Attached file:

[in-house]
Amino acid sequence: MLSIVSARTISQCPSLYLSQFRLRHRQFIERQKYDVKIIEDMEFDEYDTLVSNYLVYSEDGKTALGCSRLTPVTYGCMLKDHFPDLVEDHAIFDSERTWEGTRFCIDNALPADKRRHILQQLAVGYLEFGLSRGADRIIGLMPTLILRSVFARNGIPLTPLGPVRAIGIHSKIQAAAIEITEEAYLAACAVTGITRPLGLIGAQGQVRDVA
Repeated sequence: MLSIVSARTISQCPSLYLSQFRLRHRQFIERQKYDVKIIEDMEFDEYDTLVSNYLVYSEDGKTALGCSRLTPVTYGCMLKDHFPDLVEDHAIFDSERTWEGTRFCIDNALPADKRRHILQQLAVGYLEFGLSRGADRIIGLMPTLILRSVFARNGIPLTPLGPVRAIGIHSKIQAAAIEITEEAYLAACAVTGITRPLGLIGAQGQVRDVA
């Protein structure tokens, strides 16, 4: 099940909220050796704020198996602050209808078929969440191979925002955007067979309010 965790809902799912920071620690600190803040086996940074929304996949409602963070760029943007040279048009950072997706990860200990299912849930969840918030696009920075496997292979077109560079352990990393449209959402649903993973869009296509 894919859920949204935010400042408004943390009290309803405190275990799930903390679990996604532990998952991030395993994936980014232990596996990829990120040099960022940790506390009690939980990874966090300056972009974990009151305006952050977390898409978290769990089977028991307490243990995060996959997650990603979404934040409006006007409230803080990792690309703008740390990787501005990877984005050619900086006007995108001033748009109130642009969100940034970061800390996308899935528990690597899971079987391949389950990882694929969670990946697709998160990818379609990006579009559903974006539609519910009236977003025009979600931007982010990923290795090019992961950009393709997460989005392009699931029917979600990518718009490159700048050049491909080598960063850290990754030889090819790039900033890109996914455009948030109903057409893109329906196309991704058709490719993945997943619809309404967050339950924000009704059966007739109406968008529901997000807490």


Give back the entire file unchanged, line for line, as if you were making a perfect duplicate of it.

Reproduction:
[in-house]
Amino acid sequence: MLSIVSARTISQCPSLYLSQFRLRHRQFIERQKYDVKIIEDMEFDEYDTLVSNYLVYSEDGKTALGCSRLTPVTYGCMLKDHFPDLVEDHAIFDSERTWEGTRFCIDNALPADKRRHILQQLAVGYLEFGLSRGADRIIGLMPTLILRSVFARNGIPLTPLGPVRAIGIHSKIQAAAIEITEEAYLAACAVTGITRPLGLIGAQGQVRDVA
Repeated sequence: MLSIVSARTISQCPSLYLSQFRLRHRQFIERQKYDVKIIEDMEFDEYDTLVSNYLVYSEDGKTALGCSRLTPVTYGCMLKDHFPDLVEDHAIFDSERTWEGTRFCIDNALPADKRRHILQQLAVGYLEFGLSRGADRIIGLMPTLILRSVFARNGIPLTPLGPVRAIGIHSKIQAAAIEITEEAYLAACAVTGITRPLGLIGAQGQVRDVA
């Protein structure tokens, strides 16, 4: 099940909220050796704020198996602050209808078929969440191979925002955007067979309010 965790809902799912920071620690600190803040086996940074929304996949409602963070760029943007040279048009950072997706990860200990299912849930969840918030696009920075496997292979077109560079352990990393449209959402649903993973869009296509 894919859920949204935010400042408004943390009290309803405190275990799930903390679990996604532990998952991030395993994936980014232990596996990829990120040099960022940790506390009690939980990874966090300056972009974990009151305006952050977390898409978290769990089977028991307490243990995060996959997650990603979404934040409006006007409230803080990792690309703008740390990787501005990877984005050619900086006007995108001033748009109130642009969100940034970061800390996308899935528990690597899971079987391949389950990882694929969670990946697709998160990818379609990006579009559903974006539609519910009236977003025009979600931007982010990923290795090019992961950009393709997460989005392009699931029917979600990518718009490159700048050049491909080598960063850290990754030889090819790039900033890109996914455009948030109903057409893109329906196309991704058709490719993945997943619809309404967050339950924000009704059966007739109406968008529901997000807490």